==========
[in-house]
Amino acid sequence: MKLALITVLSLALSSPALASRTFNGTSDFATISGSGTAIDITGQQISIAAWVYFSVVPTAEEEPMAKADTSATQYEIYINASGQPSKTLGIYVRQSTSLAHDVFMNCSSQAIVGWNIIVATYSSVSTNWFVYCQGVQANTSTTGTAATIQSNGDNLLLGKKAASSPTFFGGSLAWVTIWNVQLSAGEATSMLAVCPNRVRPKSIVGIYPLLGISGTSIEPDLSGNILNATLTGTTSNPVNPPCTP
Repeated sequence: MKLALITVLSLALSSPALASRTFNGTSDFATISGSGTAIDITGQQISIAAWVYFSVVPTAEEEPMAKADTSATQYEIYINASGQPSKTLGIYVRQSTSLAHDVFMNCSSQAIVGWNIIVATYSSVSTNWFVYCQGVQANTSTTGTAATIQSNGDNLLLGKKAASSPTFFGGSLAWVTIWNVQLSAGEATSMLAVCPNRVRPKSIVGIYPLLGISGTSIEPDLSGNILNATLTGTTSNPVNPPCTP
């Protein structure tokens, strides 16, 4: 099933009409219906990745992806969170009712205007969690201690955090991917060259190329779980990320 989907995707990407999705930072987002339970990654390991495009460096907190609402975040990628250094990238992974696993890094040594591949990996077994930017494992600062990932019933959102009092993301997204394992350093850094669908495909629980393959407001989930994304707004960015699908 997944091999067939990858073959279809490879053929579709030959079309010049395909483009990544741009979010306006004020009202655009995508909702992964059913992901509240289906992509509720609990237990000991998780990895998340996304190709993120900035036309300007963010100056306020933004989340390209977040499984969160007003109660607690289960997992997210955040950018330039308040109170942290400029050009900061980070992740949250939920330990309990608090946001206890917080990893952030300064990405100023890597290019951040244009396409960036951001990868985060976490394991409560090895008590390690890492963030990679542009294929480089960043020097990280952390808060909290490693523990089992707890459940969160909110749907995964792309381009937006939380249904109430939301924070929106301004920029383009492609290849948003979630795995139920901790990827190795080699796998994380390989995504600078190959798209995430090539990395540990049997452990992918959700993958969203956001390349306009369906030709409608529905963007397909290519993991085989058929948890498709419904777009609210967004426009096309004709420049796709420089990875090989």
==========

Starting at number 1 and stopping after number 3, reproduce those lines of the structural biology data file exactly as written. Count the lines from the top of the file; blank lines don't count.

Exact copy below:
[in-house]
Amino acid sequence: MKLALITVLSLALSSPALASRTFNGTSDFATISGSGTAIDITGQQISIAAWVYFSVVPTAEEEPMAKADTSATQYEIYINASGQPSKTLGIYVRQSTSLAHDVFMNCSSQAIVGWNIIVATYSSVSTNWFVYCQGVQANTSTTGTAATIQSNGDNLLLGKKAASSPTFFGGSLAWVTIWNVQLSAGEATSMLAVCPNRVRPKSIVGIYPLLGISGTSIEPDLSGNILNATLTGTTSNPVNPPCTP
Repeated sequence: MKLALITVLSLALSSPALASRTFNGTSDFATISGSGTAIDITGQQISIAAWVYFSVVPTAEEEPMAKADTSATQYEIYINASGQPSKTLGIYVRQSTSLAHDVFMNCSSQAIVGWNIIVATYSSVSTNWFVYCQGVQANTSTTGTAATIQSNGDNLLLGKKAASSPTFFGGSLAWVTIWNVQLSAGEATSMLAVCPNRVRPKSIVGIYPLLGISGTSIEPDLSGNILNATLTGTTSNPVNPPCTP